The MacroFinance and MacroHistory Lab is based at the University of Bonn and affiliated with the ECONtribute Excellence Cluster. We are supported by the European Research Council and the Deutsche Forschungsgemeinschaft (DFG). Aiming to lead the way in new research on central questions facing society, researchers at the Lab study the causes and consequences of financial instability and rising debt, the evolution of income and wealth inequality, as well as economic history and political economy.
You can find the latest research of the team and the Director of the Lab, Moritz Schularick, here. This website also hosts the Jordà-Schularick-Taylor Macrohistory Database. The database provides comprehensive coverage of long-run macroeconomic and financial data for 18 countries since 1870. The database is the outcome of a collaborative data collection effort of many scholars over several years. We provide open access to the data under a creative commons license.
A new paper by Maximilian Grimm, Òscar Jordà, Moritz Schularick, and Alan M. Taylor shows that a persistently loose stance of monetary policy increases financial fragility down the road considerably. The authors investigate the causal pathways that lead to this result and argue that credit creation and asset price overheating are important intermediating channels.
What are the origins of financial instability in modern times? In LEVERAGED, Moritz Schularick and pioneering scholars offer insights that draw a new picture of how financial institutions and societies coexist, for better or worse. The book will be released on November 21, 2022.
Ricardo Duque Gabriel is a Ph.D. candidate at the University of Bonn and member of our MacroFinance & MacroHistory Lab. He is currently on the academic job market. He works at the intersection of empirical macroeconomics and finance with economic policy.
The Jordà-Schularick-Taylor Macrohistory Database wins the Engerman-Goldin Prize awarded by the Economic History Association. The prize is awarded for creating, compiling, and sharing data and information with scholars.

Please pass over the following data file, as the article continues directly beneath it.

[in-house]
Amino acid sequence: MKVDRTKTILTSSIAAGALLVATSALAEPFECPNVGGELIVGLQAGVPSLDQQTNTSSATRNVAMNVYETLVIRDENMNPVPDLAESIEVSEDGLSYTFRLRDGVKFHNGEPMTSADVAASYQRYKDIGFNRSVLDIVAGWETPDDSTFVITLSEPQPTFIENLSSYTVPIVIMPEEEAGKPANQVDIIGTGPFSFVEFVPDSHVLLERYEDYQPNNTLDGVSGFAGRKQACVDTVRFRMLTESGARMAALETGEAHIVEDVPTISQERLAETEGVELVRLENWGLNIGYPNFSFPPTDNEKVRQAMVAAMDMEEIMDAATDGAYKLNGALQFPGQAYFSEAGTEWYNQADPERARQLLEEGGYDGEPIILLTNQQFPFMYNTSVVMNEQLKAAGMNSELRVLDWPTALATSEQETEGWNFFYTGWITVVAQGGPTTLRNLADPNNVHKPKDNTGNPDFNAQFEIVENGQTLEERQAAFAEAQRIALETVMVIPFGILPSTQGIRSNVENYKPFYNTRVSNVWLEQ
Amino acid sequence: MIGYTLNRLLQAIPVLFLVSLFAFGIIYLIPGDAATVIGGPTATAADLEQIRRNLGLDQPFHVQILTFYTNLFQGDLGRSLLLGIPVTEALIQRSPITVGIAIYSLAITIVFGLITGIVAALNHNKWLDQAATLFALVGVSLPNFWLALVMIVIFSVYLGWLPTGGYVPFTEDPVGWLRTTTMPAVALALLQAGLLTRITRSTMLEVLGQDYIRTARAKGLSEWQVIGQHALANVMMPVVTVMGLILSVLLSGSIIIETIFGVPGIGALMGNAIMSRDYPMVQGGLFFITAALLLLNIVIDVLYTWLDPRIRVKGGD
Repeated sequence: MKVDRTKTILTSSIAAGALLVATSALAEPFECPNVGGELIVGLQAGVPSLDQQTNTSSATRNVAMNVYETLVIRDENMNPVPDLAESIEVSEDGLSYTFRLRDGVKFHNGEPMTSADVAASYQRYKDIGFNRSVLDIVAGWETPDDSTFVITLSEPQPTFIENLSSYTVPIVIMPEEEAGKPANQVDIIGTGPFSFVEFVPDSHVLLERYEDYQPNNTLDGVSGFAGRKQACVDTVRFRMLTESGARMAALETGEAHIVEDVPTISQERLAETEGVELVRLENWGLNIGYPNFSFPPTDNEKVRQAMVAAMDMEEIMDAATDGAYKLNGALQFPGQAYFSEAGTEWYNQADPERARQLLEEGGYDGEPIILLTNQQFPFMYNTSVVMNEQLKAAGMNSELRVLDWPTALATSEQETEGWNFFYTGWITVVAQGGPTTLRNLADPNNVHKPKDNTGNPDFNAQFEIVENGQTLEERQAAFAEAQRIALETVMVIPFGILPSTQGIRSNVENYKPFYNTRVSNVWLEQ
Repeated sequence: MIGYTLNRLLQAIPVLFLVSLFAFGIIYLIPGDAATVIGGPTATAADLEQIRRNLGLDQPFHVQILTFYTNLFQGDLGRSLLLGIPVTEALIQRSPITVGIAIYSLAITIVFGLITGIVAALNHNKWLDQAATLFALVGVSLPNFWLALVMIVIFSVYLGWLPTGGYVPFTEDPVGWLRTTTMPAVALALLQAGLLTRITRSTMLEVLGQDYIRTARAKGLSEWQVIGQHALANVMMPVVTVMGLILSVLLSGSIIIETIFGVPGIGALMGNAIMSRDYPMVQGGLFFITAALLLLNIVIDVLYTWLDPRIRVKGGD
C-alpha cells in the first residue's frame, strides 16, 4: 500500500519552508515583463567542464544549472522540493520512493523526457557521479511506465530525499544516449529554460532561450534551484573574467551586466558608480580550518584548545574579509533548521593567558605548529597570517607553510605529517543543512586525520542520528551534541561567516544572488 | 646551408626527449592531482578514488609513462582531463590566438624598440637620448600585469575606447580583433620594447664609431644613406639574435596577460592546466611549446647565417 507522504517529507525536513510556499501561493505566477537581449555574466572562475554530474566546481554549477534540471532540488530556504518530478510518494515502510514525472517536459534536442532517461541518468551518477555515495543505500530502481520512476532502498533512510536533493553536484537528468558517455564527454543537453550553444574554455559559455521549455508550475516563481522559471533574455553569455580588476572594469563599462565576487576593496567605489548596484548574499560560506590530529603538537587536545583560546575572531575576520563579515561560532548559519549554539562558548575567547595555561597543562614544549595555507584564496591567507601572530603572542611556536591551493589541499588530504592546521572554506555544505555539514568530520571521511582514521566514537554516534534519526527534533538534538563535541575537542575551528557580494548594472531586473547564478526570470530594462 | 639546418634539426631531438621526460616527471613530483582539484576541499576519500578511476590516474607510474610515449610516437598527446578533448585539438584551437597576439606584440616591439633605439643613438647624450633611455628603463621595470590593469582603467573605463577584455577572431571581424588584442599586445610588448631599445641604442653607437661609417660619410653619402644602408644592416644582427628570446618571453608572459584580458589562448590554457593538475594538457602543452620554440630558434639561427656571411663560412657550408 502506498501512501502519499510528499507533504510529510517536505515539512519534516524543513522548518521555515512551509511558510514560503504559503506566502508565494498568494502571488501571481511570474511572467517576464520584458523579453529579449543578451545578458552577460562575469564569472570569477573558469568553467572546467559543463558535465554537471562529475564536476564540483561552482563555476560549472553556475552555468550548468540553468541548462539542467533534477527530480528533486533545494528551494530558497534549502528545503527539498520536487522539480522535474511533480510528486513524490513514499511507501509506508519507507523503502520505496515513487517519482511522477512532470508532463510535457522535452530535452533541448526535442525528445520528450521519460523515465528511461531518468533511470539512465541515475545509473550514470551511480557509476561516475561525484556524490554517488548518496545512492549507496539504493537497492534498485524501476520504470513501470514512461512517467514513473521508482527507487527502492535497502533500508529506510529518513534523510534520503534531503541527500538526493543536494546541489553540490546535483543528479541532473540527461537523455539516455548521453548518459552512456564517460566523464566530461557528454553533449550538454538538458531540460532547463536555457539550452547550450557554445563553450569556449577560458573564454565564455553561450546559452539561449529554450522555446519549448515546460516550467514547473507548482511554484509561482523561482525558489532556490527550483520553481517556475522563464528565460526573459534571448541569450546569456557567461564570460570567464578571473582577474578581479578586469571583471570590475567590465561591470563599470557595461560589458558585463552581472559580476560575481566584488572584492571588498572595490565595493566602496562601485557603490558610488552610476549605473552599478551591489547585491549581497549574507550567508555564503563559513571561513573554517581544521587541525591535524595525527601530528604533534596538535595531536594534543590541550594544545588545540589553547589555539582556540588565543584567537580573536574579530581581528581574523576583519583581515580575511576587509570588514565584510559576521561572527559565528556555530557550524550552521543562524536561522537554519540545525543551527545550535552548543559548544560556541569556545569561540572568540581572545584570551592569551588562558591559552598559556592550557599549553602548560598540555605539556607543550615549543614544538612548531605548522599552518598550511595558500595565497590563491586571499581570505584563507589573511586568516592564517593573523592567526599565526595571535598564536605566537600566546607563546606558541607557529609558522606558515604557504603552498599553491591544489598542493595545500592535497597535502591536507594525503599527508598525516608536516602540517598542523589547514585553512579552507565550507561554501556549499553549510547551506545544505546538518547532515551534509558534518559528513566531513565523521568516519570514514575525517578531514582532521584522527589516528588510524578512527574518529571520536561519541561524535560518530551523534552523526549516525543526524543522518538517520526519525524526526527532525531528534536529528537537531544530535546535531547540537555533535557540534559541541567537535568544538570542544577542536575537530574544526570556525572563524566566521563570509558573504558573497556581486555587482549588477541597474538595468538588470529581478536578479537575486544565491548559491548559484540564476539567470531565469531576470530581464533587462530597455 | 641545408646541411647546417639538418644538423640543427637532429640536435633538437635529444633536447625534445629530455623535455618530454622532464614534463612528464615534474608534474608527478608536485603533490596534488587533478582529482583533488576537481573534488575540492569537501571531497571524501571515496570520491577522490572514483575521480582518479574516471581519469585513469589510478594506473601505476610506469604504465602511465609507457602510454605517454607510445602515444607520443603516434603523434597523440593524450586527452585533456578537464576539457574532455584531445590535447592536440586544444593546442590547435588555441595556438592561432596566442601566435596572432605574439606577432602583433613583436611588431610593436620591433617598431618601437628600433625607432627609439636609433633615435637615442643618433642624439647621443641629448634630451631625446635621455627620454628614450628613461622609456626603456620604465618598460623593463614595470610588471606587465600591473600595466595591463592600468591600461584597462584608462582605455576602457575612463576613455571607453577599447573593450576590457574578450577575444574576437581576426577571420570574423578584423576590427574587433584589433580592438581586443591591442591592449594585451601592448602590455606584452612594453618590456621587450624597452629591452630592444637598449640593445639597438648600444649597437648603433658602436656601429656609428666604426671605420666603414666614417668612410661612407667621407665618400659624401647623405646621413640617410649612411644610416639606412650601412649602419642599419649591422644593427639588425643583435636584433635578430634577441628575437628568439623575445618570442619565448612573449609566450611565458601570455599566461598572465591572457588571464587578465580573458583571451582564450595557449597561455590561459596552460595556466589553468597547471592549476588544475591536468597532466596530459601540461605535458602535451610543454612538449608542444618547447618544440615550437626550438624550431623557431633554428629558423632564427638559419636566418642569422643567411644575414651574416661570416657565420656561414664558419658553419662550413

We are very happy to welcome Hanna Schwank as an Assistant Professor and Mintra Dwarkasing as a Research Fellow at the MacroFinance & MacroHistory Lab.
Martin Dohmen published his paper "Freedom of enterprise and economic development in the German industrial take-off" in the European Economic Review.
Across Europe and beyond, populist movements have recently flourished. What does history teach us about the economic impact of populism - and is our taste for populists a bug or a feature of democracy?
A new episode of the VoxTalks Economics was recorded at this year's CEPR Paris Symposium, where Tim Phillips talked to Moritz Schularick and Massimo Morelli (Bocconi University).
A new paper by Francisco Amaral, Martin Dohmen, Sebastian Kohl and Moritz Schularick shows that a housing investment in
a national superstar city (e.g. London or Paris) yields lower total returns than in the rest of the respective country.
Moritz Schularick wins the most important research funding award in Germany. The Leibniz
Prize recognizes his outstanding research achievements in the field of economics. In particular, the way he connects macroeconomics with economic history, his insights into the causes
of financial crises and his research on the historical development of wealth distribution.
Ricardo Duque Gabriel received the APHES Award for his paper “Monetary Policy and the Wage Inflation-Unemployment Tradeoff”. This award is for the best communication of a young researcher presented at the annual meeting of the Portuguese Association of Economic and Social History.
01.06.2021 | New Member
We are very happy to welcome Chi Hyun Kim as a new Post-Doctoral Researcher at the MacroFinance and MacroHistory Lab!
The project, entitled “Linking National and Regional Income Inequality: Cross-Country Data Harmonization and Analysis", aims to measure and analyze the evolution of regional and national income inequality from a consistent cross-country perspective.
The rise of populism in the past two decades has motivated much work on its drivers, but less is known about its economic and political consequences. This column uses a comprehensive cross-country database on populism dating back to 1900 to offer a historical, long-run perspective. It shows that (1) populism has a long history and is serial in nature – if countries have been governed by a populist once, they are much more likely to see another populist coming to office in the future; (2) populist leadership is economically costly, with a notable long-run decline in consumption and output; and (3) populism is politically disruptive, fostering instability and institutional decay. The analysis suggests that populism is here to stay.